How Financial Aid for Students with Disabilities Works

Loans for Students with Disabilities

Loans must eventually be paid back.
Loans must eventually be paid back.
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Many postsecondary educational loans are federally funded, while others are private. Student loans consist of borrowed funds from the government or other lending institution to be used for educational purposes. These funds usually have some type of interest rate, along with a specified repayment plan.

Federal loans usually have lower interest rates and better repayment options than private loans [source: U.S. Department of Education]. Undergraduate federal loans usually range from $3,500-$10,500, while graduate federal loans can reach $20,500 per year [source: U.S. Department of Education]. Many private loan providers recommend exhausting your federal loan options before turning to private student loans [source: Sallie Mae, SunTrust Bank].

To be considered for any federally funded financial aid including loans, all students -- including students with disabilities -- must first fill out the Free Application for Student Aid, or FAFSA. The FAFSA is used to decide eligibility and includes questions related to the student's parents, dependency, citizenship and financial status [source: Free Application for Student Aid]. This information, along with a number of different factors, will determine the amount of funds that you're eligible to receive.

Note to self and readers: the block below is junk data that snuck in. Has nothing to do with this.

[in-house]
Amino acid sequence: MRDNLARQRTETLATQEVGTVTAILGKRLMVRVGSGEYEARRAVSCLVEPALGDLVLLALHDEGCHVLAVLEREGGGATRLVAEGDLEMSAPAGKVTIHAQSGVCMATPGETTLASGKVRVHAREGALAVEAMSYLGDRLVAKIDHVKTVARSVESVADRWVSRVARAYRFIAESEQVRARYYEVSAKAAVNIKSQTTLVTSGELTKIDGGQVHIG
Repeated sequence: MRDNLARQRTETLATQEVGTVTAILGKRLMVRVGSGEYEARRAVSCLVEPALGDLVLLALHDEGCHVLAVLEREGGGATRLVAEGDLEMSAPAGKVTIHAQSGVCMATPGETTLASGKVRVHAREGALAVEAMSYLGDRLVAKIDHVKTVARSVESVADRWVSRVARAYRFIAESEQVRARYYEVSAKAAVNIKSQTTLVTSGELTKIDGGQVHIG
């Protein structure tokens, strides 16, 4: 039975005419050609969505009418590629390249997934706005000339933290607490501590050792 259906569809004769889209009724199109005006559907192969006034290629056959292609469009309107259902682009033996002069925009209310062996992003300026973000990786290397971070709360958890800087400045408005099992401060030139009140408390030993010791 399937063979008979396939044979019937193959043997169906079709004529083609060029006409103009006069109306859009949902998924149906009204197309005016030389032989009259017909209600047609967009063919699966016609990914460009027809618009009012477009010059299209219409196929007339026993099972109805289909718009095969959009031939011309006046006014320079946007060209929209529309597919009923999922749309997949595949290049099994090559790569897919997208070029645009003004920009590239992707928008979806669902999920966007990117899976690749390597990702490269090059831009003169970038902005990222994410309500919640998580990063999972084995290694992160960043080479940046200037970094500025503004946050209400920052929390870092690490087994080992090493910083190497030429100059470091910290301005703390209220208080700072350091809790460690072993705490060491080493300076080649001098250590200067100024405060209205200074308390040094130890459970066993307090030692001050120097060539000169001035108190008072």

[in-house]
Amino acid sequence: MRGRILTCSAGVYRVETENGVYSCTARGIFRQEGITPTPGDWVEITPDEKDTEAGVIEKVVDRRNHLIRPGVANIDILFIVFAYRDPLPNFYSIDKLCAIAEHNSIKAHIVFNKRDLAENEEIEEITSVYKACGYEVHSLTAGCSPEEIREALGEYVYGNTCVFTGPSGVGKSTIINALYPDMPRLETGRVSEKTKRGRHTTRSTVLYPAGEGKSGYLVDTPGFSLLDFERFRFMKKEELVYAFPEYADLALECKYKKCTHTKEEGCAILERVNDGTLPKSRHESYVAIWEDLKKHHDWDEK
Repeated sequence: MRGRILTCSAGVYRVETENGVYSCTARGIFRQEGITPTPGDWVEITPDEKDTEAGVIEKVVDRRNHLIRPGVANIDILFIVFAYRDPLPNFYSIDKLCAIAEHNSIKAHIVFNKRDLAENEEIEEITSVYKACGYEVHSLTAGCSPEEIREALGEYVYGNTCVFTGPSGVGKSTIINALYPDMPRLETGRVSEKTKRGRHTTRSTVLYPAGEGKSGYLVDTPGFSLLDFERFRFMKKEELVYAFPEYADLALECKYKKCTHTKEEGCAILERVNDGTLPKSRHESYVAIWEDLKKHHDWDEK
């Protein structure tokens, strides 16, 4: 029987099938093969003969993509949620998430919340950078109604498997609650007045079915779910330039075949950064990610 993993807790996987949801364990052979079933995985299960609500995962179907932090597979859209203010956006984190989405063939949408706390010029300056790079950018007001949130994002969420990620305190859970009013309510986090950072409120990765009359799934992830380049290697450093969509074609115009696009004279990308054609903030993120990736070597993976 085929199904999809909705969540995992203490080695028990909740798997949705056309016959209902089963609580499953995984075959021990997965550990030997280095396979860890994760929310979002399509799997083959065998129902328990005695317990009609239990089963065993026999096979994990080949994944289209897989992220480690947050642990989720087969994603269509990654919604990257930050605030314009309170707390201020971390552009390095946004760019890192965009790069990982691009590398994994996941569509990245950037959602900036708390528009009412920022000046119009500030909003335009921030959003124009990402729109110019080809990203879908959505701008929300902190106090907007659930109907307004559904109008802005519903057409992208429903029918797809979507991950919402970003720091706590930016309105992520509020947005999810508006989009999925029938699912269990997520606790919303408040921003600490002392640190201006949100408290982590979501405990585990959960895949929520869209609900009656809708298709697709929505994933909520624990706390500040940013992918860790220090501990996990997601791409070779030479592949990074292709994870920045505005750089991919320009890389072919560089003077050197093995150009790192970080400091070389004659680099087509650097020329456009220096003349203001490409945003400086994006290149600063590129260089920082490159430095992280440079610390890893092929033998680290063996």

One of the main factors that can be different for students with disabilities in this calculation is the cost of attendance. The cost of attendance factors in tuition, cost of books, and room and board, but it can also include costs related to a disability [source: U.S. Department of Education]. The latter can range from an personal note taker to the costs associated with disability documentation, yet these costs shouldn't already be covered by another source of aid. These costs are usually determined on a case-by-case basis and require documentation of the needed services. "The cost of attendance is supposed to be a realistic estimation of what the student's education expenses are, so that's why they can make the adjustment for that situation, because students with disabilities can have additional expenses," says Jennifer Martin, associate director of professional assessment training and regulatory assistance at the National Association of Student Financial Aid Administrators (NASFAA) [source: Martin].

Sometimes federal loans, and other forms of financial aid, don't fulfill the full amount of financial support needed to pay for a student's education. Private student loans are another option. Private loans usually come from banks or lenders. They're usually not based on the FAFSA, but instead based on a credit analysis and other criteria [source: Sallie Mae, SunTrust Bank].